This blog is an experiment, namely one whose purpose is to find the answer to a burning question that needs to be answered as soon as possible: just how flowery, imagery-slathered, and syntactically confusing can my writing possibly be? Just how much pretension can I cram into any given short narrative?
That, my dear reader(s), is a question that will be answered somewhere within this post as I pontificate upon college essays, the CommonApp, and my dislike of the aforementioned.
To begin, I should say that all of my acquaintances of a similar age seem to be happily ensconced in writing essays of various sorts, as a parasitic worm clinging to the inside of its host’s intestines. Too unkind? I’ll make that a bee in a primrose. The reason for my unkindness has its roots in my appalling predilection for procrastination (half points for ‘appalling,’ perhaps?); I will not do today what I can put off until tomorrow, and since tomorrow will eventually be today this holds true for infinite todays. I learned in my lectures on mathematics that this is called ‘proof by induction.’ I feel incredibly fancy.
To return from my divergence, I hold some degree of enmity toward those who thus complete early their essays and applications. I wish to pretend that I keep abreast of my deadlines, but as one must learn there is always someone a breast-length ahead (this will be much more comforting if you have small breasts). Sadly, in my case that someone is everyone I know. And thus I feel woefully inadequate.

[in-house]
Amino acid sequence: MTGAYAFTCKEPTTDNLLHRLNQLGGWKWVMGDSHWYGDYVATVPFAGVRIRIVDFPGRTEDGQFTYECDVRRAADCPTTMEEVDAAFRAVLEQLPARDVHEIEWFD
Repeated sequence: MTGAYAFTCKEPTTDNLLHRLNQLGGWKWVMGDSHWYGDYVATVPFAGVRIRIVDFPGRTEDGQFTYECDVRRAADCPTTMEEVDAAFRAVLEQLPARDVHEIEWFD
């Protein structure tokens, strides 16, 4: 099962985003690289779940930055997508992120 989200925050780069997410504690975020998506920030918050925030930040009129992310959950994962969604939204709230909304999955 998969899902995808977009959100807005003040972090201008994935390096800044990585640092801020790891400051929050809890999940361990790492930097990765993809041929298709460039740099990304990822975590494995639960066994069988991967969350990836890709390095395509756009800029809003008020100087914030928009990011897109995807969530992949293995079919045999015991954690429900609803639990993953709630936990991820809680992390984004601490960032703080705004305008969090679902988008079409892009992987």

Lamentably, the essays and other supplements are one of the few truly useful parts of the application process! Only through them does information about the student go beyond test scores and superficial (and very general) interests. And yet! Not only have I not written them, but neither do I particularly want to. Is this in part due to my anxieties about being unable to write a good one? Naturally, it is. But you must pretend I did not type that, because I must constantly exude such an air of confidence that I am never challenged to a duel because others assume my prowess is all-encompassing, like a set of irrational numbers.
Suffice it to say that I will get to it tomorrow (for today infinity) and that my hands are begging me with shrill orphan voices to stop typing before they stage a revolution. With that thought, I must say au revoir.